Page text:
MORGANTOWN, WV - America has vast resources of natural
gas, but President Bush's National Energy Policy cautions that domestic
production of the easier "conventional" gas could peak as early
To help prepare for the day when the Nation's increasing demand for clean-burning
natural gas will have to be met by gas trapped in denser, more difficult-to-produce
"unconventional" formations, the U.S. Department of Energy has
selected two firms to develop advanced methods for locating and producing
these low permeability gas reservoirs.
The National Energy Technology Laboratory, through its Strategic Center
for Natural Gas, has selected: [click on project for details]
The two projects are valued at just over $5 million. Once negotiations
are completed, they will join the Energy Department's fossil energy research
portfolio. Currently, the department has nearly a dozen projects underway
to develop better ways to find natural gas locked within low-permeability
formations, produce more of it per well, and reduce the number of dry
MICROSCOPIC SECTIONS OF SANDSTONE. Conventional
sandstone (top) has well- connected pores (dark blue). The pores
of tight gas sandstone (bottom) are irregularly distributed and
poorly connected by very narrow capillaries. Gas flows through
these rocks at generally low rates.
The effort to unlock the huge gas resources believed to exist in these
difficult formations has become increasingly important with recent projections
for dramatic increases in the Nation's consumption of natural gas, the
cleanest burning fossil fuel.
The Energy Department currently forecasts that U.S. gas demand could
rise by more than 50 percent over the next two decades. President Bush's
National Energy Policy, released on May 17, 2001, warns that "While
the resource base that supplies today's natural gas is vast, U.S. conventional
production is project to peak as early as 2015. Increasingly, the nation
will have to rely on natural gas from unconventional resources...."
The Administration's forecast is consistent with the findings of the
National Petroleum Council, a non-government advisory group to the Energy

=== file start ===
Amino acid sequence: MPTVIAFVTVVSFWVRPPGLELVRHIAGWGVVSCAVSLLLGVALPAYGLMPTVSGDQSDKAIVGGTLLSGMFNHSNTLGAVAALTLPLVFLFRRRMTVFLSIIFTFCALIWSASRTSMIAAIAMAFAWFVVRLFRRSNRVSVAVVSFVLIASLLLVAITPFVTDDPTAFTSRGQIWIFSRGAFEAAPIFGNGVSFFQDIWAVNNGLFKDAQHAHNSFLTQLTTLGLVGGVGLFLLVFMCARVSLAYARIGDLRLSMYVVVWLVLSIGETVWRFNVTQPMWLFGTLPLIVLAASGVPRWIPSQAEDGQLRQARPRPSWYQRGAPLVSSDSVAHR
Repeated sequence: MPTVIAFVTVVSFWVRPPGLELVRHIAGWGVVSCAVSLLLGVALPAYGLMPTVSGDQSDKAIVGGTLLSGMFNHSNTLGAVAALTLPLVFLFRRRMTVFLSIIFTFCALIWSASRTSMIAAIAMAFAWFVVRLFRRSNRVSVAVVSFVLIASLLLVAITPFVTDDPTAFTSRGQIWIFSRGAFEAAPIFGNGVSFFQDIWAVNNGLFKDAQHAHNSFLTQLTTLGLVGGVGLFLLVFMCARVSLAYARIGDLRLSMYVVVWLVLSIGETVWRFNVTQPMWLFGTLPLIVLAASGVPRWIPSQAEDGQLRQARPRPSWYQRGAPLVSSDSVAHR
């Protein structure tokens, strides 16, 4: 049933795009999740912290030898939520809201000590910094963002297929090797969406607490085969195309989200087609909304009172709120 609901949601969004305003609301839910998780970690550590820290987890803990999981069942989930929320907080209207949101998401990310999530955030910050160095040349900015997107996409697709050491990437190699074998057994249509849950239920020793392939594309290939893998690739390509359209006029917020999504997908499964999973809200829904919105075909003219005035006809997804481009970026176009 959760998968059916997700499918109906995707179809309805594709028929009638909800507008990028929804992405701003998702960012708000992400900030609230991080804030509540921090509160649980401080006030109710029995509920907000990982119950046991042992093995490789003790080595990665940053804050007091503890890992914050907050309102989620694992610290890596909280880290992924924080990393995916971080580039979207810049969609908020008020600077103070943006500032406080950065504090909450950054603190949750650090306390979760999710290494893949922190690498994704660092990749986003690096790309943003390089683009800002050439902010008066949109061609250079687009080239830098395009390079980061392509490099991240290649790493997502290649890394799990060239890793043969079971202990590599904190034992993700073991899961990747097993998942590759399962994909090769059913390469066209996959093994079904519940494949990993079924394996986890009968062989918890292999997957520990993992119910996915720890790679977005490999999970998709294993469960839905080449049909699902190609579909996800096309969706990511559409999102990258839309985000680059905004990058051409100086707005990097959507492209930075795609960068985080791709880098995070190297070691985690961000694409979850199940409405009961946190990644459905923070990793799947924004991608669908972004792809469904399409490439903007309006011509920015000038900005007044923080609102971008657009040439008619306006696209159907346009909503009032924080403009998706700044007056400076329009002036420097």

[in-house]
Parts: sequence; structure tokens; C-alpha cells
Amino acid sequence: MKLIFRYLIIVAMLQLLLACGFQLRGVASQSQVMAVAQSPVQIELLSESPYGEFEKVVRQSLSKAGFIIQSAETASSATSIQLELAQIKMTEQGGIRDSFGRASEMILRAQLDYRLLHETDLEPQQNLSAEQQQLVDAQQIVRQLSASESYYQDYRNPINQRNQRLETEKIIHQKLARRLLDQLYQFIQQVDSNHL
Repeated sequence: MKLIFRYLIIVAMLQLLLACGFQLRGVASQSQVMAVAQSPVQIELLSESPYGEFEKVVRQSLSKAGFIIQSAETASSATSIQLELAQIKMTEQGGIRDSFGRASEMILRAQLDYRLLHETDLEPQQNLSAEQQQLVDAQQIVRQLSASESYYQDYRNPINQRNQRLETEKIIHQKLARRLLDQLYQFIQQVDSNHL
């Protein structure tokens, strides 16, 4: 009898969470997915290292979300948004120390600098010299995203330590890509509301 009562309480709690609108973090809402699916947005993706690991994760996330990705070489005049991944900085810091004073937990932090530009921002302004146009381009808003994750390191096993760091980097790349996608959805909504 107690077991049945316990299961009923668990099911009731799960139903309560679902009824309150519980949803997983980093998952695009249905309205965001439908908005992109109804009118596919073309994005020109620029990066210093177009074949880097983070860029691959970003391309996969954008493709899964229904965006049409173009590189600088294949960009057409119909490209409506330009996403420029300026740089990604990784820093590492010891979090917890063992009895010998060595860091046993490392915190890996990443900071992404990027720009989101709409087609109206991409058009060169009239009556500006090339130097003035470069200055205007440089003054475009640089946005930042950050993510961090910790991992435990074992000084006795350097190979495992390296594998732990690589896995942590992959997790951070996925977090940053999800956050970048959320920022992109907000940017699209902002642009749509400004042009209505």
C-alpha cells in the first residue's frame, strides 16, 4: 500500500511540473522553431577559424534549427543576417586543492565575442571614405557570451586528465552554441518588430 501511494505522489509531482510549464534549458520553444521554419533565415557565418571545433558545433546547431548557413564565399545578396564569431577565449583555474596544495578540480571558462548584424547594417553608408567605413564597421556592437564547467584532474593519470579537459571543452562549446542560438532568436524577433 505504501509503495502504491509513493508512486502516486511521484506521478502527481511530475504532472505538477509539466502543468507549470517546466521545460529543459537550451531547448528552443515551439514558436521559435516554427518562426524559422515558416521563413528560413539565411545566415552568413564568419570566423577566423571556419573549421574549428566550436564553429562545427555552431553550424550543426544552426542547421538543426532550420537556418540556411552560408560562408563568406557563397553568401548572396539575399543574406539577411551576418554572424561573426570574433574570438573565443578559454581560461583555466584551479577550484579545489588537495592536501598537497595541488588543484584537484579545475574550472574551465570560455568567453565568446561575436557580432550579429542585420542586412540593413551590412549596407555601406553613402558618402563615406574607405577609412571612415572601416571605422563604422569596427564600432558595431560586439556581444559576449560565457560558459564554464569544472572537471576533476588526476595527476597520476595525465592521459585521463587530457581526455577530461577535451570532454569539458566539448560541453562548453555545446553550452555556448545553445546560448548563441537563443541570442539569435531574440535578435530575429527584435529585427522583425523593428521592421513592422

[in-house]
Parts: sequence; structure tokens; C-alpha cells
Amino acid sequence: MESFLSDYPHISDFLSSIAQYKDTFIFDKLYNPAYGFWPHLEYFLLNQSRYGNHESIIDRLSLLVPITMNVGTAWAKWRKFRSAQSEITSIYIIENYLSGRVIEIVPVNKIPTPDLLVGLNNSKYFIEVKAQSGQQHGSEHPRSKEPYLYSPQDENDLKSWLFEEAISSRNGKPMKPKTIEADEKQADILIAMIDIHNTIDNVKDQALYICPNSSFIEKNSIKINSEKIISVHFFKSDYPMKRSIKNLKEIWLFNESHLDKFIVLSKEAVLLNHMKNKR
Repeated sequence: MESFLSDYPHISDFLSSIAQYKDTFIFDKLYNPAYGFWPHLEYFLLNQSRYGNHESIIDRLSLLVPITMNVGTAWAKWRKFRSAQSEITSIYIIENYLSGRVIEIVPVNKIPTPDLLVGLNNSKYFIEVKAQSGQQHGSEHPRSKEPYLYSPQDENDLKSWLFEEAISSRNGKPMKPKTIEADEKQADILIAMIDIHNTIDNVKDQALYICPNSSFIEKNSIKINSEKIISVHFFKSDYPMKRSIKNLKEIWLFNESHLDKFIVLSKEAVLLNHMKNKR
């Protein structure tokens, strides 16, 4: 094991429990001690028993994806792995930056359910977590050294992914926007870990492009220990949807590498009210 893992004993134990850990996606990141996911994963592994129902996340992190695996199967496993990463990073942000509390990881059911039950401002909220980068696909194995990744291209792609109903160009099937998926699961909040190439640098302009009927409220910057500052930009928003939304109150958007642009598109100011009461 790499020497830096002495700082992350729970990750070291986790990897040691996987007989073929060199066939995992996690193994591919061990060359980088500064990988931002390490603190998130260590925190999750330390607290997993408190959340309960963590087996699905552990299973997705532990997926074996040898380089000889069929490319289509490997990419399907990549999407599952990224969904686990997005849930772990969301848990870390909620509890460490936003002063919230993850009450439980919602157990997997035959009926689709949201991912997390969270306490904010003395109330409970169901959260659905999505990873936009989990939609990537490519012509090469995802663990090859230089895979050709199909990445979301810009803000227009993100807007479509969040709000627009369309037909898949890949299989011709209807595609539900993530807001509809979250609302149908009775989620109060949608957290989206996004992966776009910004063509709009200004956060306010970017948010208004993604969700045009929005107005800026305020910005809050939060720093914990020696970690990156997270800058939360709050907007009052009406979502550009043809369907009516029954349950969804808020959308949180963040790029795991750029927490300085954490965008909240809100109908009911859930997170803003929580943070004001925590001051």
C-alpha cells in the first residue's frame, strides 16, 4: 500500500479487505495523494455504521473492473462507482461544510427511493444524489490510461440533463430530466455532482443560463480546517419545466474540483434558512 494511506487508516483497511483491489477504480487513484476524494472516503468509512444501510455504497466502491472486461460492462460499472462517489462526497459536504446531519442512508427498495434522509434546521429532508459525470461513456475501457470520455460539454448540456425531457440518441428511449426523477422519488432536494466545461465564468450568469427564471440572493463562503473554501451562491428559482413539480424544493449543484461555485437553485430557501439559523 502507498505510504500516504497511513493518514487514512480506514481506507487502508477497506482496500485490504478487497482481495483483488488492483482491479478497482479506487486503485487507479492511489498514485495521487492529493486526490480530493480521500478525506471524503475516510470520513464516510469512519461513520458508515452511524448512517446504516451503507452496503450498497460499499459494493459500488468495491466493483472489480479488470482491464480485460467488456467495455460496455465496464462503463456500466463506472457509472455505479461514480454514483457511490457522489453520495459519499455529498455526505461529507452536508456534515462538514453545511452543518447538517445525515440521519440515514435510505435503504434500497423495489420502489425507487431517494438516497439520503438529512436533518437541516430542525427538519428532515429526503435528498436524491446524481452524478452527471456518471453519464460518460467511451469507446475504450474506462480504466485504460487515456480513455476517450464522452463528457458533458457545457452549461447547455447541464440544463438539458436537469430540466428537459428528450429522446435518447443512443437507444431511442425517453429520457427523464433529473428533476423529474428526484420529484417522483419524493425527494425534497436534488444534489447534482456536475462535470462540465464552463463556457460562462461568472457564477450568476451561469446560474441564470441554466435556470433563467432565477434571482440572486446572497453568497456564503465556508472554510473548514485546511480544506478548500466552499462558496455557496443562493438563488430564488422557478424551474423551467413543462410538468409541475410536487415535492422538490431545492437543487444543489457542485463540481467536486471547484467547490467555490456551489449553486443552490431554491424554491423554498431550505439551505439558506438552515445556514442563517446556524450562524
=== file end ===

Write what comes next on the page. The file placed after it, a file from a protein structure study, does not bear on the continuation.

Department, which estimated that production from low-permeability wells
will need to double by 2015 to meet growing demand for natural gas.
Several studies by the U.S. Geological Survey estimate that low-permeability
reservoirs contain several thousand trillion cubic feet of gas, enough
to meet total U.S. demand for at least 30 years even if only one third
of it can be recovered.
Much of the low-permeability natural gas resource is found in reservoirs
deeper than 15,000 feet. Most of these wells are marginally productive
because they do not have an extensive, interconnected network of natural
fractures, which can serve as conduits through which natural gas can flow
to producing wells.
Also, drillers have encountered large amounts of water in some low-permeability
resources where water production would not be expected to be an issue.
High-water production forces natural gas companies to think twice about
developing certain areas and may cause the industry to abandon significant
The two new projects will focus on resolving these issues.
Innovative Discovery Technologies, Inc., Laramie,
WY, proposes to remove some of the risks and uncertainty of drilling
low-permeability wells by developing a basin-wide, 3-dimensional model
that gives detailed information about the reservoir before drilling
begins. The model maps a well's water and gas content, porosity and
its likelihood of producing gas by identifying its "sweet spots,"
high-production areas. It also locates pressure boundaries and characterizes
them. As a result, gas companies can avoid excessive water production
by designing optimum drilling and completion programs. IDT proposes
to demonstrate this technology in the Wind River Basin, Central Wyoming.
Project cost: $1.94 million; proposed DOE share:
$970,000; participant share: $970,000;
Project duration: 2 years
Principal investigator: Ronald C. Surdam, (307) 745-4476
The University of Texas at Austin, Austin, TX, plans
to improve the performance and reduce the cost of creating hydraulic
(man-made) fractures in tight areas of sandstone where gas is frequently
trapped and difficult to recover. The university will create a model
using laboratory tests, improved fracture simulations, and implementation
and analysis for the Bossier play (field) southeast of Dallas. To
confirm the predictions of such a model in the field, a fracture-monitoring
program is proposed with a detailed analysis of current and future
fracture treatments. Developing an inexpensive fluid to prevent water
blockage in some of the very tight sand formations could recover additional
gas from zones that currently do not produce after they are fractured.
Productive sands are found at depths ranging from 12,000 feet to 15,000
feet. Costs are just as staggering: The gas industry spends $1.75
million to drill a single well and get it ready to produce. The University
of Texas at Austin will partner with Anadarko Petroleum Corp. in Houston.
Project cost: $3.09 million; proposed DOE share:
$883,931; participant share: $2.21 million
Project duration: 2 years
Principal investigator: Mukul M. Sharma, (512) 471-3257